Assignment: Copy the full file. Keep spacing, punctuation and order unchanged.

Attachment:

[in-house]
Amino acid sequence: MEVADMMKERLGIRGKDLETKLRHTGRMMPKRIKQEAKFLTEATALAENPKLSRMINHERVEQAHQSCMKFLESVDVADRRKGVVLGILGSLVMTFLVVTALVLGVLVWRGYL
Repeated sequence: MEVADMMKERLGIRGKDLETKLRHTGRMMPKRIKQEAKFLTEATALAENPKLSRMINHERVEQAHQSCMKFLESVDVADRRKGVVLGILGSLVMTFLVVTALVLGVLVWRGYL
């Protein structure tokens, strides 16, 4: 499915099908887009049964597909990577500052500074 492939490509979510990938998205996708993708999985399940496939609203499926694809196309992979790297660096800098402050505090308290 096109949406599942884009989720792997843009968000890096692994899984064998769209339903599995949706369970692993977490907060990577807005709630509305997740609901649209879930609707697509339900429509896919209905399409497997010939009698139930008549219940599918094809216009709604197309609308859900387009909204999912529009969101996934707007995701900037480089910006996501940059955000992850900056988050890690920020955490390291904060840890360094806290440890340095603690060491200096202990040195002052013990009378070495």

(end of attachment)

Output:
[in-house]
Amino acid sequence: MEVADMMKERLGIRGKDLETKLRHTGRMMPKRIKQEAKFLTEATALAENPKLSRMINHERVEQAHQSCMKFLESVDVADRRKGVVLGILGSLVMTFLVVTALVLGVLVWRGYL
Repeated sequence: MEVADMMKERLGIRGKDLETKLRHTGRMMPKRIKQEAKFLTEATALAENPKLSRMINHERVEQAHQSCMKFLESVDVADRRKGVVLGILGSLVMTFLVVTALVLGVLVWRGYL
């Protein structure tokens, strides 16, 4: 499915099908887009049964597909990577500052500074 492939490509979510990938998205996708993708999985399940496939609203499926694809196309992979790297660096800098402050505090308290 096109949406599942884009989720792997843009968000890096692994899984064998769209339903599995949706369970692993977490907060990577807005709630509305997740609901649209879930609707697509339900429509896919209905399409497997010939009698139930008549219940599918094809216009709604197309609308859900387009909204999912529009969101996934707007995701900037480089910006996501940059955000992850900056988050890690920020955490390291904060840890360094806290440890340095603690060491200096202990040195002052013990009378070495």